It’s March and I find myself once again in an all too familiar and depressing situation – whether or not to pull out of a race because of injury. It’s a little depressing that I am once again writing this sort of post, especially when I have several race reports to write up because, yes, since recovering from breaking my foot last year, I have raced. Unfortunately, it’s as a result of the most recent one (report coming soon) that I am sitting here wondering what to do.

But first, some background. At the end of November, at our club AGM, we had the annual lottery for the London Marathon entries allocated to the club. (Read more information about that scheme on the VLM website). On a last minute whim, I put my name into the hat and, yes, you guessed it, won a place. Then, three days later in a rather foolish and ill-advised foray back onto a rugby pitch, I pulled my right calf muscle quite severely. Why was I on a rugby pitch? Don’t ask and I won’t tell (although I wasn’t playing a game of rugby – I never made it that far). The injury was serious enough for me to be relegated to crutches for 3 or 4 days and so December became a month of enforced rest.
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C25K Week 3: Inflammation

This week, I explored the effect of what happens to the body after an overabundance of food, alcohol coupled with sleep deprivation and general fatigue.

This microcycle involves another set of intervals: 90s run, 90s walk, 3 min run, 3 min walk and repeat. Again I felt that this was a little too short – it’s only 9 minutes of actual running – so I tacked another 90s interval at the end to bring the time including warm-up to 25 minutes total (well, 24m30s) and then have a walking cool-down. Following on from last week, I set the pace for the 90s intervals at 6:15 min/mi and the 3 min run at 6:30 min/mi. That definitely made it challenging. I trained on Wednesday and Friday and in the Thursday, I cycled to work (11.5 miles either way) with a mind to introducing some cross training into my program. However, thanks to my competitive nature and Strava suggesting I could do an uphill section a little faster than before, I already had tired legs for w3d2 so I made up for it by pushing the final 90s interval at 10mph making (in theory) for 400m in 90s. Hard, but I felt great afterwards.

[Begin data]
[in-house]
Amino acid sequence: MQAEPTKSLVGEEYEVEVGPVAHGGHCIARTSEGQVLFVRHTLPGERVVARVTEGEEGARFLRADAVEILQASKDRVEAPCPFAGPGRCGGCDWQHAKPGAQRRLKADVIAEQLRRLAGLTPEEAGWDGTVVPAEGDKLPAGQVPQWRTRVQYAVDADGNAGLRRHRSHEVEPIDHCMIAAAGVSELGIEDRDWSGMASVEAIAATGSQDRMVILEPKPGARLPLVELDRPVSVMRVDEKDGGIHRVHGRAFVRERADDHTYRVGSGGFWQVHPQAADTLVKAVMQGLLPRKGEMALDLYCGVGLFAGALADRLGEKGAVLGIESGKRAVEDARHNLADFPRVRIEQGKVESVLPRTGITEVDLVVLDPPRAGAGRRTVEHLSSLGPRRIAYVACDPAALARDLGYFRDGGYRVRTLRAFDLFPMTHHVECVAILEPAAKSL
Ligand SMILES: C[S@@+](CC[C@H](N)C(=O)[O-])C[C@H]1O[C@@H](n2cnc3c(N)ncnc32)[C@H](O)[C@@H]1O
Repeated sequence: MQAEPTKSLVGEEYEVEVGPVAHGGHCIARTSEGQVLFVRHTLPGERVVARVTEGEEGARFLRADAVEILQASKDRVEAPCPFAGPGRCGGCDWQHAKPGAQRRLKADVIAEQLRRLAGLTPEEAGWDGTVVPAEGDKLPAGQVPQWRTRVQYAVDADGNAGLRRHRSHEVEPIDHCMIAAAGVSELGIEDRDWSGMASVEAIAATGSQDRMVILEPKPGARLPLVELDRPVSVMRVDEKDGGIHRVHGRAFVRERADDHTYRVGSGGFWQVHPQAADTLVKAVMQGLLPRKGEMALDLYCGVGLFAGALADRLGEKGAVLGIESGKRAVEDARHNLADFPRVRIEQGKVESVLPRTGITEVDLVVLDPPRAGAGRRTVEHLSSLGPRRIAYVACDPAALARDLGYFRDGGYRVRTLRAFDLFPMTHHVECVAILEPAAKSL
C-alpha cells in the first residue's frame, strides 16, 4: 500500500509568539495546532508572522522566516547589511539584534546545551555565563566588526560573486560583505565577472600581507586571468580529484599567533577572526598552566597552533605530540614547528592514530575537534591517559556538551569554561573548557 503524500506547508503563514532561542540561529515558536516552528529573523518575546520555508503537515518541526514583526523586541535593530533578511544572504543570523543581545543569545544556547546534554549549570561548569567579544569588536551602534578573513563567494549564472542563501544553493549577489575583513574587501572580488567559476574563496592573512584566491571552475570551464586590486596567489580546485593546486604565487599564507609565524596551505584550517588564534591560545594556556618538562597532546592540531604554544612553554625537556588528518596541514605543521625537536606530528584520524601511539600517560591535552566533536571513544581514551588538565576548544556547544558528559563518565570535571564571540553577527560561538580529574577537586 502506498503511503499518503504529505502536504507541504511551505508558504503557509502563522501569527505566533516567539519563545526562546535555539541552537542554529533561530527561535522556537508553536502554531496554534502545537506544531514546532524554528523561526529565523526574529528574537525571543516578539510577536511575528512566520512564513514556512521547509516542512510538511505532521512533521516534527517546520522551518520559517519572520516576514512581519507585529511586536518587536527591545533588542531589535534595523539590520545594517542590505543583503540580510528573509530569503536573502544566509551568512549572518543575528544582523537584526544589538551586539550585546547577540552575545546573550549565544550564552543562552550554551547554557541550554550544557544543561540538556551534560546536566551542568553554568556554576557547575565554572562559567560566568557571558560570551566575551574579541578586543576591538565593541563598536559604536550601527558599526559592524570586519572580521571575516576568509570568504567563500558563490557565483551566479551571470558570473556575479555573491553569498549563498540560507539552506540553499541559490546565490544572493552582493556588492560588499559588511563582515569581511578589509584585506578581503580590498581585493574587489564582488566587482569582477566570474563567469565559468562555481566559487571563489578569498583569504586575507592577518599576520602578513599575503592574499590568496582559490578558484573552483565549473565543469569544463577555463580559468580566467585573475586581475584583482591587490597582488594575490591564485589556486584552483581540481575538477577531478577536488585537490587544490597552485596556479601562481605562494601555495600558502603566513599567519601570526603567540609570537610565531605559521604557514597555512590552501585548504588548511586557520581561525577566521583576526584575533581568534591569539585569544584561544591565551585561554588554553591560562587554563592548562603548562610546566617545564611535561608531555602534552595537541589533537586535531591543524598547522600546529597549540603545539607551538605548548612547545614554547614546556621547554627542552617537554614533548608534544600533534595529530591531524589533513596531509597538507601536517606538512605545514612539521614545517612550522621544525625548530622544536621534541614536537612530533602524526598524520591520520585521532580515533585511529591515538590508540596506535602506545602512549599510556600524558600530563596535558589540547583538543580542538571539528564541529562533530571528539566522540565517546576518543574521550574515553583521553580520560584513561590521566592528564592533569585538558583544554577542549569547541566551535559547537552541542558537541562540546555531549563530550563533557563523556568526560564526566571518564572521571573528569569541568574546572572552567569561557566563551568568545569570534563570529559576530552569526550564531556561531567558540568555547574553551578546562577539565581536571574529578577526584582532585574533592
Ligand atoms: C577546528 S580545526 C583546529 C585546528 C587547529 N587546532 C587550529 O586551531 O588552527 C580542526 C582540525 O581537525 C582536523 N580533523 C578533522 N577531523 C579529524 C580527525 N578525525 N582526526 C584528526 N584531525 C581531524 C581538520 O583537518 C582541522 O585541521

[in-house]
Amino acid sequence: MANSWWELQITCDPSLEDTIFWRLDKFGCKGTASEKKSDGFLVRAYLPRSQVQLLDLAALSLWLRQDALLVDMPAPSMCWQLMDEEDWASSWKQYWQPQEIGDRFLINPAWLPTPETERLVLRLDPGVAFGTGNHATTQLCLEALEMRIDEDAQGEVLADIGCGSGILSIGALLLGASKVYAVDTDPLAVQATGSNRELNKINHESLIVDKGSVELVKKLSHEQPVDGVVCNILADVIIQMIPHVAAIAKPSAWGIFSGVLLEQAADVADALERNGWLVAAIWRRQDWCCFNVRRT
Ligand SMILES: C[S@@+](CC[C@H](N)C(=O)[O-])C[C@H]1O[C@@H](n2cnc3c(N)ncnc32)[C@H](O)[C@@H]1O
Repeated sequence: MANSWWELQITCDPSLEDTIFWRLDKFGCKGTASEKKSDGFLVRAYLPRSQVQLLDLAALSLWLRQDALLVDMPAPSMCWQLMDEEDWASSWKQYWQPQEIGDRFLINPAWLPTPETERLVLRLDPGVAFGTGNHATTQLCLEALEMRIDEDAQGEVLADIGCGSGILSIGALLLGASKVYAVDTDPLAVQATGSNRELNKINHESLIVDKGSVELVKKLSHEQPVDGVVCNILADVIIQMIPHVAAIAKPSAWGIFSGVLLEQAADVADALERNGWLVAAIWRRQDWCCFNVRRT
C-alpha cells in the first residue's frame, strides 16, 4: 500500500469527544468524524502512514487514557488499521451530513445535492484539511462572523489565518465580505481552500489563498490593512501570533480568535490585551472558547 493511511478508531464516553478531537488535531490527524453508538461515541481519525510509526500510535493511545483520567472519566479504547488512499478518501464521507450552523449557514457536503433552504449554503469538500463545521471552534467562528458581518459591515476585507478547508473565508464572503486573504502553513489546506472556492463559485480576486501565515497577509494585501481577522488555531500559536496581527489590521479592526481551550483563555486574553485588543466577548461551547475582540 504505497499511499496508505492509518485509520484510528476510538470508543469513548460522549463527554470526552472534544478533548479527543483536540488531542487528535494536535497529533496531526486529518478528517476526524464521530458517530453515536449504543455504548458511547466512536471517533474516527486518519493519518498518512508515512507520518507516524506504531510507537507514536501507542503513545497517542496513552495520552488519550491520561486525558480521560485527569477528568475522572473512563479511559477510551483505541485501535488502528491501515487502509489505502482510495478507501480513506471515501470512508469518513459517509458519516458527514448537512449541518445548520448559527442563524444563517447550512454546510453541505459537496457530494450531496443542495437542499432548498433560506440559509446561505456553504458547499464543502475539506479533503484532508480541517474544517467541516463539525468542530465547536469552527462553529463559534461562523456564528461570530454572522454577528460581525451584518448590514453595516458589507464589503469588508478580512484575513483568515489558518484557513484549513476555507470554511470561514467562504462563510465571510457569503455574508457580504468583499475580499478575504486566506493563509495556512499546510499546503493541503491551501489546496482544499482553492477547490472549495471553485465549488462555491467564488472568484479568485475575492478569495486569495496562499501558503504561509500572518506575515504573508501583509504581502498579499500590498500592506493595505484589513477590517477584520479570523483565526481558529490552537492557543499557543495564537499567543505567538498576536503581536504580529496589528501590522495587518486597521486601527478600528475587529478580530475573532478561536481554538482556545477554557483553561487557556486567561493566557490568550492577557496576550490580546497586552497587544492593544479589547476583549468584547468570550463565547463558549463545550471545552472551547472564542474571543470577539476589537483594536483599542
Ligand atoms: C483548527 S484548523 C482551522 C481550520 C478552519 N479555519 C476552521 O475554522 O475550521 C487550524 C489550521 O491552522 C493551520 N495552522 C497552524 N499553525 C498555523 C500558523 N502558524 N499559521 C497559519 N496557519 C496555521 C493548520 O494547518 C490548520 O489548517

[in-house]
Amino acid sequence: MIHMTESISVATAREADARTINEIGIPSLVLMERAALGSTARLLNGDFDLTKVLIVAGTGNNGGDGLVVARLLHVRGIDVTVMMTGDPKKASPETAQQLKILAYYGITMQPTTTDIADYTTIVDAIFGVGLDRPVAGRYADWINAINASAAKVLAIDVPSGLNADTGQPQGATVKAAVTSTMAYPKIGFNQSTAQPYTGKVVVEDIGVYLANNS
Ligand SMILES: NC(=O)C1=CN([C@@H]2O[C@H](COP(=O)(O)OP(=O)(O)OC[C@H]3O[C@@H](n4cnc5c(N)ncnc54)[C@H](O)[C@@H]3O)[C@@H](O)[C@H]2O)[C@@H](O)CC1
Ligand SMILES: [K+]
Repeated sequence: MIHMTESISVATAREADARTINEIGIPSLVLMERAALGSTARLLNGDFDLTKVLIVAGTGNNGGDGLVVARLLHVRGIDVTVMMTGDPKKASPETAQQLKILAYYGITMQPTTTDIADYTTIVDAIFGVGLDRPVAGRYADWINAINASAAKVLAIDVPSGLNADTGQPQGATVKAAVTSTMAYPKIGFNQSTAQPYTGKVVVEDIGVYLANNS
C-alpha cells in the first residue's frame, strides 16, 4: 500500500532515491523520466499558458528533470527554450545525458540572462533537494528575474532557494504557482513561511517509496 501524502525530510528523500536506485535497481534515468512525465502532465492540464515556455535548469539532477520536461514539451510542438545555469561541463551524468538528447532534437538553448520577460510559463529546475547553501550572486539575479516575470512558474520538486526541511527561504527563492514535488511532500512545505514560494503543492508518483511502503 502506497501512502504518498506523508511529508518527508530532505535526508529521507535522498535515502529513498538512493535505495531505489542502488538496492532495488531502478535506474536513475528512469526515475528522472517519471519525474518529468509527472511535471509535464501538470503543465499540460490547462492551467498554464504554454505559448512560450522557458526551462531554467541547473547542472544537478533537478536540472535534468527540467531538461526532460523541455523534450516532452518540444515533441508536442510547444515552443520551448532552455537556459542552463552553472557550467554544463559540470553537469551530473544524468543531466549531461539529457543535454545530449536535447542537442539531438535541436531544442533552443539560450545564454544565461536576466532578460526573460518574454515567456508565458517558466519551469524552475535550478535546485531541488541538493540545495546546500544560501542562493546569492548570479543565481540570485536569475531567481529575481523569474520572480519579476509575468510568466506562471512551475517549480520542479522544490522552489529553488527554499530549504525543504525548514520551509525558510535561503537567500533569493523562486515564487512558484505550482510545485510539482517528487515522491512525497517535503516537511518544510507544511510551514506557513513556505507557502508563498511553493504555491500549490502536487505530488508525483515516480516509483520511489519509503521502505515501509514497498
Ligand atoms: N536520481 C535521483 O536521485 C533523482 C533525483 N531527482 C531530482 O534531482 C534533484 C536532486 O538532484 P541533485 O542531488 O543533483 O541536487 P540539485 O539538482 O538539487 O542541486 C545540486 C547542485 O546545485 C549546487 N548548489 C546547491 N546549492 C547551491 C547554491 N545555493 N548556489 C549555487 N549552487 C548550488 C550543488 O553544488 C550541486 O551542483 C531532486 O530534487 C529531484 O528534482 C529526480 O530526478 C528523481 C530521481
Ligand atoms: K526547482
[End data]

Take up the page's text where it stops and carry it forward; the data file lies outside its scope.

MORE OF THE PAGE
It all went downhill after that.
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C25K Prologue: The Road to Recovery

This morning I went out for a run, my second in the last five months. The first was a few days ago on a treadmill but today was out on the road. The plan for both runs was to do the week 1 training plan from the Couch-to-5K plan which is simply a five minute warm up at steady walking pace followed by 8 repeated intervals of 1 minute running and 90 secs walking for a total of 20 minutes. On the treadmill, I set my speed at 4.5 mph for the walking and 6 mph for the running. The temptation to go faster or for longer was great but I stuck to the plan as an exercise in discipline. Out on the road today, my intention was to run at a comfortable pace but to stick to the plan and timings.

Imagine my surprise at the end of the 25 minutes when my Garmin told me I’d run a total 2.5 miles. Not bad considering only 8 minutes of that was running. Looking at my run splits, the news gets even better:

There are two reasons this is an encouraging picture. Firstly, my fracture is obviously healed enough to withstand the force exerted on it at speed. Secondly, despite being heavier than desired and not having done any significant cardio training for the last 5 months (barring some cycling in the past few weeks), I was surprised that a 6 minute mile pace, albeit for a minute at a time, felt “comfortable”.

The third thing to come out of today’s run is wondering if the C25K program will help me achieve my goal of a sub-20 minute 5km time.

The potential risk with all this feedback is that I’ll end up pushing myself and my foot before I’m ready and set myself back a month or two. I have five weeks until my next (and hopefully final) hospital appointment and the last thing I want to do is jeopardize any healing. I intend to start running again during the week and will be doing 2 if not 3 days, sticking to the C25K plan. At least two sessions will be on the controlled environment of a treadmill and I will be limiting my speed. When I have the final all clear, I will start the C25K plan again but at a higher target pace to see how the plan can be adapted to improving speed. Discipline and patience are my friends…

I know it may not come across but I’m really pretty delighted after today’s run!